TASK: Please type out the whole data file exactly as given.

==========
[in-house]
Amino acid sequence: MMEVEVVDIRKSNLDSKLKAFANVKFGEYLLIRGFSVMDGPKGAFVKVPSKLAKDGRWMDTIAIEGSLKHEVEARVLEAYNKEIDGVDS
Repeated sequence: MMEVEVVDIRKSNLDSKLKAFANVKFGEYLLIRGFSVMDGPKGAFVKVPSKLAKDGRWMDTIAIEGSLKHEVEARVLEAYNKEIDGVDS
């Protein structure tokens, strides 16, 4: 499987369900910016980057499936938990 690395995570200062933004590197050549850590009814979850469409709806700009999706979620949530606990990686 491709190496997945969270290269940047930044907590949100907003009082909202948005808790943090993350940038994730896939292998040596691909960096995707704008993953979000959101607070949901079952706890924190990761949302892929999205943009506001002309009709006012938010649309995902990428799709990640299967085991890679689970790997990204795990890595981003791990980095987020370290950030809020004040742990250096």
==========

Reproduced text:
[in-house]
Amino acid sequence: MMEVEVVDIRKSNLDSKLKAFANVKFGEYLLIRGFSVMDGPKGAFVKVPSKLAKDGRWMDTIAIEGSLKHEVEARVLEAYNKEIDGVDS
Repeated sequence: MMEVEVVDIRKSNLDSKLKAFANVKFGEYLLIRGFSVMDGPKGAFVKVPSKLAKDGRWMDTIAIEGSLKHEVEARVLEAYNKEIDGVDS
């Protein structure tokens, strides 16, 4: 499987369900910016980057499936938990 690395995570200062933004590197050549850590009814979850469409709806700009999706979620949530606990990686 491709190496997945969270290269940047930044907590949100907003009082909202948005808790943090993350940038994730896939292998040596691909960096995707704008993953979000959101607070949901079952706890924190990761949302892929999205943009506001002309009709006012938010649309995902990428799709990640299967085991890679689970790997990204795990890595981003791990980095987020370290950030809020004040742990250096």